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Making a run for Local Government can mean as little as publicly declaring your candidacy through to a full-blown election campaign. It will depend on your budget, time, personal style, networks and support and commitment. Candidates seeking election to their local council usually consider using a combination of strategies depending on their circumstances. These may include:
In some instances, it can include:
Most Local Government candidates hope to run effective campaigns using limited funds and the support of family, friends and like-minded individuals.
An effective campaign is one that doesn’t overstretch you or your family but has the essential elements that will:
Develop a campaign strategy and stick to it, despite the bumps and knocks you might take along the way. Think about the core community issues you wish to represent and build your campaign around them. Try to be topical and timely, positive in your approach and constructive in your ideas. Choose your issues carefully and don’t buy into public debates unless they are consistent with your campaign strategy.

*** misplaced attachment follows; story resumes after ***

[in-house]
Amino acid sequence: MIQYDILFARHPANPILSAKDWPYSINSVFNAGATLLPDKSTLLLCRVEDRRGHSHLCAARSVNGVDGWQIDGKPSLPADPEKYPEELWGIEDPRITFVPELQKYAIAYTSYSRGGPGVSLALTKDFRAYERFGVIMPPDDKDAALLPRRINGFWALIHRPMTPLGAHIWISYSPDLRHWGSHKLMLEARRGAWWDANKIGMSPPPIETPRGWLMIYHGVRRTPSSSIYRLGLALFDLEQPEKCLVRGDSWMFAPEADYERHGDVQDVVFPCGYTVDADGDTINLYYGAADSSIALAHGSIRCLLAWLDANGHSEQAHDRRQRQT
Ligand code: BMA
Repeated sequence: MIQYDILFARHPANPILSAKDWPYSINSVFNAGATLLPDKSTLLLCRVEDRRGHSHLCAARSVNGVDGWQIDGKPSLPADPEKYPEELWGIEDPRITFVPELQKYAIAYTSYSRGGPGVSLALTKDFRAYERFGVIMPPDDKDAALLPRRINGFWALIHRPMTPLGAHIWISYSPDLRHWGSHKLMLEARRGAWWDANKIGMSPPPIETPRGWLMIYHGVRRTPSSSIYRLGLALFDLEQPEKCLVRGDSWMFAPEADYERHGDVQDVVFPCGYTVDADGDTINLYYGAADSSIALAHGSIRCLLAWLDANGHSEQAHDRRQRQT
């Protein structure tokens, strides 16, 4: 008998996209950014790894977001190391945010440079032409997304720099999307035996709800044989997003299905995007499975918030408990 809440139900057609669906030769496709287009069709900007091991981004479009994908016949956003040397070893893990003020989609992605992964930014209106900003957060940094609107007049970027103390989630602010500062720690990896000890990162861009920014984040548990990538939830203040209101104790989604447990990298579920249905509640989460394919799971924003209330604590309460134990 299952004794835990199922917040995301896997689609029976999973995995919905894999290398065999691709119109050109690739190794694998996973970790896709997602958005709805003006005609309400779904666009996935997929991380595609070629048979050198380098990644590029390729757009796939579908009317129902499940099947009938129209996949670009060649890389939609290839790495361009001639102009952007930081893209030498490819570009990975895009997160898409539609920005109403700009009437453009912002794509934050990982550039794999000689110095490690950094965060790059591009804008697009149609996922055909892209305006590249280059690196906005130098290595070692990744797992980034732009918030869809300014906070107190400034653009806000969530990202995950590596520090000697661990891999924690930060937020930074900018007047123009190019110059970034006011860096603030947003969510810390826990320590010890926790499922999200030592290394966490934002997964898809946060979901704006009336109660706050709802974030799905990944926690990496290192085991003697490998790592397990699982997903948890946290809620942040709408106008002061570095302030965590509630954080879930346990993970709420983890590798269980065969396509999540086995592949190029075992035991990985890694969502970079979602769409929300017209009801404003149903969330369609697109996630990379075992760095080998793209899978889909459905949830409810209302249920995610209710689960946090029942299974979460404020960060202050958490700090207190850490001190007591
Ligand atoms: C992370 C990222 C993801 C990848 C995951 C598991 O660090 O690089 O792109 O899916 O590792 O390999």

The components you choose to include in your campaign will depend on your circumstances and the people you can call on to support you. Local council candidates, who already know their community well, have strong community networks and a public profile are off to a good start. If you are relatively ‘unknown’ in your community, the earlier you start building your public profile, the better.
It is essential that you are familiar with, and abide by, electoral requirements (ie spending limits, authorisation, etc.). These are set out in the Tasmanian Electoral Commission’s, Information for Candidates booklet, downloadable from the Commission's website.
Working with the media (PDF, 86KB)
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This webpage was prepared by the Department of Premier and Cabinet's Communities, Sport and Recreation Division and Local Government Division.